These small alterations helped but every day was still a struggle. I kept thinking it was going to get easier as I got closer to the end but it didn’t get easier until day 10 when we were finally allowed to break the noble silence and begin easing ourselves out of the process. Every day felt like an eternity and when each day would finally come to an end, all I could think was, “Fuck. I have to do that ALL over again tomorrow?!” By the seventh day, I was not only struggling with depression and anxiety, but everything began to get on my nerves. The meditation bells, Goenka’s voice, the Thai translations, the emotionless, expressionless faces all around me, and all of the bodily noises constantly coming from the dorms – coughing, belching, farting, spitting. So. Much. Spitting. Equanimity. Equanimity…
There were some peaceful moments here and there. There was a small walking path outside of the cafeteria which was basically a square with a diagonal line through it that I would walk around after each meal. As I would circle around the path repeatedly (much like the repetitive loop of time I seemed to be stuck in), I would watch the other women. There were a couple of speed-walkers, one of which slowed down considerably after about the fifth day. There were leisurely strollers. Many of the women would pick up snails from the walking path and move them to the safety of the grass or let them crawl on their arms. Some women would sweep the path or squeegee puddles of water, seemingly needing a purpose. There was an older woman with an angry look that seemed to be etched into her face. There were three nuns that never walked after meals, but the youngest one would often sit on one of the stools outside and just stare into the mountains. She always looked so peaceful and serene. Watching these women became more enjoyable as the days wore on.
Another highlight of the day was listening to Goenka’s discourse. Firstly, because it signaled that end of the day was near which was always a comfort. It was also something to focus my mind on which was much welcomed. And although I didn’t completely resonate or agree with his philosophies, he was enjoyable to listen to. He often cracked jokes and had a loveable smile.
Now that the course is complete and I am looking back on my experience, I probably should have left the course, regardless of the warnings against leaving. I was not in a stable enough space mentally and emotionally to really get the full benefit of the course and it seemed to just rip open a lot of wounds and leave me in a very raw and tender place. I also had some fundamental disagreements with the vipassana technique and philosophies that I won’t go into depth about, but I feel that this also prevented me from really experiencing the benefit. I do not plan to continue the technique and do not agree that this extreme of an approach is necessary. I do not believe that we need to intensify our misery in order to eradicate it. I also do not believe that any human being, no matter what state they are in emotionally, ever needs to meditate that much. I acknowledge that this is just my experience which was largely influenced by my current emotional state. Many people swear by the technique and repeat the course multiple times. Ultimately in my belief, it is just not for everyone, as with anything else. Just because a technique has been discovered that has helped people and worked in the past, doesn’t necessarily mean that every human being needs to practice it for eternity. I believe that we are evolving beings that are constantly changing and growing, and our practices need to grow and evolve with us over time.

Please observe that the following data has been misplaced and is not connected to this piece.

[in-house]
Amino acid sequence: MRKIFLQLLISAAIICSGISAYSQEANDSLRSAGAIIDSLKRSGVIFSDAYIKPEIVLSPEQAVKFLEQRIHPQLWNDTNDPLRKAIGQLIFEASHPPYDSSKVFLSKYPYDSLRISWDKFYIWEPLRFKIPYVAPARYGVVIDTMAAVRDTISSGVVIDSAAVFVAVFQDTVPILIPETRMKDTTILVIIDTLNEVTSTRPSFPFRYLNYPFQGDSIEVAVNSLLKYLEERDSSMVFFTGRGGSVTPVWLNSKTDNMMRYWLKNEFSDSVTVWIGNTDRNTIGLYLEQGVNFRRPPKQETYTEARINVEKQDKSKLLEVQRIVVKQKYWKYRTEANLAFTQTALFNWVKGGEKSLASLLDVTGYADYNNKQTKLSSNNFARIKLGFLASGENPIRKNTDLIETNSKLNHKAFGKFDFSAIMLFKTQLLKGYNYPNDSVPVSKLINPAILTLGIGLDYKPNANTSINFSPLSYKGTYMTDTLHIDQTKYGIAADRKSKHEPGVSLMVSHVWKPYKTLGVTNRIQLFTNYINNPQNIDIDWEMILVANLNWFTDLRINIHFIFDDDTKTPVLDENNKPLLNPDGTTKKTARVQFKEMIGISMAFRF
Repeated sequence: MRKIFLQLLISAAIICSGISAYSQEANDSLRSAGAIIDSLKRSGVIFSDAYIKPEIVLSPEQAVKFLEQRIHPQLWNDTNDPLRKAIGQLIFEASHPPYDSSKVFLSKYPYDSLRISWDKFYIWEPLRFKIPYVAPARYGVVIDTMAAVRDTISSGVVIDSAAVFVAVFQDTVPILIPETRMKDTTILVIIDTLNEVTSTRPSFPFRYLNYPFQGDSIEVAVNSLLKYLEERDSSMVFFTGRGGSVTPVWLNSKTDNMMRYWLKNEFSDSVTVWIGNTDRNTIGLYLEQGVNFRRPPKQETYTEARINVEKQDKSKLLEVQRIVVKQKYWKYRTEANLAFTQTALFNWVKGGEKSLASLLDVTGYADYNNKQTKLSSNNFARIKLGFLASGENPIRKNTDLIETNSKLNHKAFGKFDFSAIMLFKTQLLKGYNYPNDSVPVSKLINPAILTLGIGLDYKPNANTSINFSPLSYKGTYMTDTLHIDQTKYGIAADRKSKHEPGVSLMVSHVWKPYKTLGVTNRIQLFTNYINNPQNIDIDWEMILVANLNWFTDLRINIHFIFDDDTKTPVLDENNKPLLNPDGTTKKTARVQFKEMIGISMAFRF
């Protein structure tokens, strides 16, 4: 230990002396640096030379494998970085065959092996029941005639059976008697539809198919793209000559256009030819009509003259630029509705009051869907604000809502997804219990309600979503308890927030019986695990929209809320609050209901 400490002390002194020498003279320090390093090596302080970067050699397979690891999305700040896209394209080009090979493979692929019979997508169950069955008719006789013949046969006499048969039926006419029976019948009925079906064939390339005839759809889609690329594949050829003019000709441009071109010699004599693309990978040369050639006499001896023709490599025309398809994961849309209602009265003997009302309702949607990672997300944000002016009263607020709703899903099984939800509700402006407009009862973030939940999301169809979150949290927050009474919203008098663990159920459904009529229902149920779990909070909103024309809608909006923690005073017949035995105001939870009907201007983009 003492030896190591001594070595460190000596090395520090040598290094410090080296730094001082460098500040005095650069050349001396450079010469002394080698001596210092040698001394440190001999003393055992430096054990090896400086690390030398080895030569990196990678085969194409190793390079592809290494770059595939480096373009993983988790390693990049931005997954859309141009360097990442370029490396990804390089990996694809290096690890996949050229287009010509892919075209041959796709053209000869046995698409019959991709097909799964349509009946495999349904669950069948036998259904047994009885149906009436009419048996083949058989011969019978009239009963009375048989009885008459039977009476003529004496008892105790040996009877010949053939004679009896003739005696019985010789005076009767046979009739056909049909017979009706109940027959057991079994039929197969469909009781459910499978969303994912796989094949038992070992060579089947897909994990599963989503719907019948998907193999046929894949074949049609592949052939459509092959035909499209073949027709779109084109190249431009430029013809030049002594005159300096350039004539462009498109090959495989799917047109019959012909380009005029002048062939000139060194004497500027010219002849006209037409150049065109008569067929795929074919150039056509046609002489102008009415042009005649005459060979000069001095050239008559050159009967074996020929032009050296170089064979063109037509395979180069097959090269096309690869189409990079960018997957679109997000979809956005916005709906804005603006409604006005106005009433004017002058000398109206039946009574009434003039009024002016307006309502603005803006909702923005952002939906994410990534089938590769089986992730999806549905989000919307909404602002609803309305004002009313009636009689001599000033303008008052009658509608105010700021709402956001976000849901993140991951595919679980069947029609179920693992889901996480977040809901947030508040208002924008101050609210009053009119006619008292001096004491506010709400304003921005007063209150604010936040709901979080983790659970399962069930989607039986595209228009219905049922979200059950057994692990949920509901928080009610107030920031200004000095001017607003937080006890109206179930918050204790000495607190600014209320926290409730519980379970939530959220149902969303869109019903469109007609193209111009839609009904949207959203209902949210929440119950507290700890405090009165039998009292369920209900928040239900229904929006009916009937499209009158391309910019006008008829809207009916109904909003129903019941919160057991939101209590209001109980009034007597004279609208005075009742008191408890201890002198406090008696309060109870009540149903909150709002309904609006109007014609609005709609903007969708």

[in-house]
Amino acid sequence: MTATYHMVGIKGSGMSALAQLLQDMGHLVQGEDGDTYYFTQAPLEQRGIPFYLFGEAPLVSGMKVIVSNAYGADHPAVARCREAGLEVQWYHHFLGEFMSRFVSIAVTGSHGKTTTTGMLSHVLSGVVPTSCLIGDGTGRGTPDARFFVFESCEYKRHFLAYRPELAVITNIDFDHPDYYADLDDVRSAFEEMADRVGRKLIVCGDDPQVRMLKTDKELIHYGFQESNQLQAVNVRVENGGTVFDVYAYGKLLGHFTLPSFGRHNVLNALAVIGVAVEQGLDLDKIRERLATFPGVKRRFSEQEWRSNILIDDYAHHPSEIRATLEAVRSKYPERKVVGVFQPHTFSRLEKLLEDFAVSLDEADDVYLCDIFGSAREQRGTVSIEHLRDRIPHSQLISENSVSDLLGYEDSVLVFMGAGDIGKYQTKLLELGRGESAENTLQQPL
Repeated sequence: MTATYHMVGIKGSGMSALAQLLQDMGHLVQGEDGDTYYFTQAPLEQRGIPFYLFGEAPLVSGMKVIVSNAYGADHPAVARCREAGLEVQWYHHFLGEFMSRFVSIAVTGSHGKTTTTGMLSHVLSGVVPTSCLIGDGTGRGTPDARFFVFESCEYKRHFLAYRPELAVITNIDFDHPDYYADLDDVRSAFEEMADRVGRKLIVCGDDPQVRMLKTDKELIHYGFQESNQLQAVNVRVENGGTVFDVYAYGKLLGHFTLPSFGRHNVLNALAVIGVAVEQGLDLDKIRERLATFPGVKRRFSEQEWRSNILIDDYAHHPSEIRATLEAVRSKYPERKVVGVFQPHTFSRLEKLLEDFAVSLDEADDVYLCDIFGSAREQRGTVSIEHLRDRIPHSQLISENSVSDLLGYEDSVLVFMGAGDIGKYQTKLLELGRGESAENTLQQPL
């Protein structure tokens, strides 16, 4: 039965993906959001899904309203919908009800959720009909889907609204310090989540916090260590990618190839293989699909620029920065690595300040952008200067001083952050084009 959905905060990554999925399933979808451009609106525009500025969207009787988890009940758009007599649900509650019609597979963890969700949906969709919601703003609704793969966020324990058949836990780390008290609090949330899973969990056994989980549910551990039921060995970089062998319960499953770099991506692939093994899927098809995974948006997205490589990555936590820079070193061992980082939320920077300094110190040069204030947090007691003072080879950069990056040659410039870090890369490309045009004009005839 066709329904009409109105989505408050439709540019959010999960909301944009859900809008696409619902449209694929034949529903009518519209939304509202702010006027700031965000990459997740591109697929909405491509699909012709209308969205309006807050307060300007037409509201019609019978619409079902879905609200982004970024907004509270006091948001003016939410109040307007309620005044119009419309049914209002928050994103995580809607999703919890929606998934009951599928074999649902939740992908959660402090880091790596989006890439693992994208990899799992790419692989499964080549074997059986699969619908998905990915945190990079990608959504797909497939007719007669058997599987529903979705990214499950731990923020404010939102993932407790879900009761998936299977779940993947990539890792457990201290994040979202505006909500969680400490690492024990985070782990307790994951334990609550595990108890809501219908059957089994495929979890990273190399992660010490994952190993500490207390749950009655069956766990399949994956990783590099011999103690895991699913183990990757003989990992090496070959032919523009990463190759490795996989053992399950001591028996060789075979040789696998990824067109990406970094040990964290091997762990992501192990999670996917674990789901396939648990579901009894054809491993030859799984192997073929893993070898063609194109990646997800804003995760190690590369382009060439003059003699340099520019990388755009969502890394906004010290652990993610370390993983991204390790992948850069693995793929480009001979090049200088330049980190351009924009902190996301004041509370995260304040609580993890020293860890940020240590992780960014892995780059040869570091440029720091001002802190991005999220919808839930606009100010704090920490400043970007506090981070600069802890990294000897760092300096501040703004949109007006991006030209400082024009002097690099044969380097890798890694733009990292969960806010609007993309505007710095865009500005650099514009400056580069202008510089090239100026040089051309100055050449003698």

I do feel that I have gone through an intense emotional cleanse and the course was extremely revealing to me about my attachments as well as my dependency on circumstances for happiness. It has helped me to come to terms with some truths about leaving home that I had not been acknowledging up until this point. I am definitely in a different place emotionally than I was before the course and feel that it will largely influence how I proceed along this journey and make decisions in the future, and for that I am grateful.
|4:00 am||Morning wake-up bell|
|4:30 – 6:30 am||Meditate in the hall or in your room|
|6:30 – 8:00 am||Breakfast break|
|8:00 – 9:00 am||Group meditation in the hall|
|9:00 – 11:00 am||Meditate in the hall or in your room according to teacher’s instructions|
|11:00 – 12:00 pm||Lunch break|
|12:00 – 1:00 pm||Rest and interviews with the teacher|
|1:00 – 2:30 pm||Meditate in the hall or in your room|
|2:30 – 3:30 pm||Group meditation in the hall|
|3:30 – 5:00 pm||Meditate in the hall or in your own room according to the teacher’s instructions|
|5:00 – 6:00 pm||Tea break|
|6:00 – 7:00 pm||Group meditation in the hall|
|7:00 – 8:15 pm||Teacher’s Discourse in the hall|
|8:15 – 9:00 pm||Group meditation in the hall|
|9:00 – 9:30 pm||Question time in the hall|
|9:30 pm||Retire to your own room – Lights out|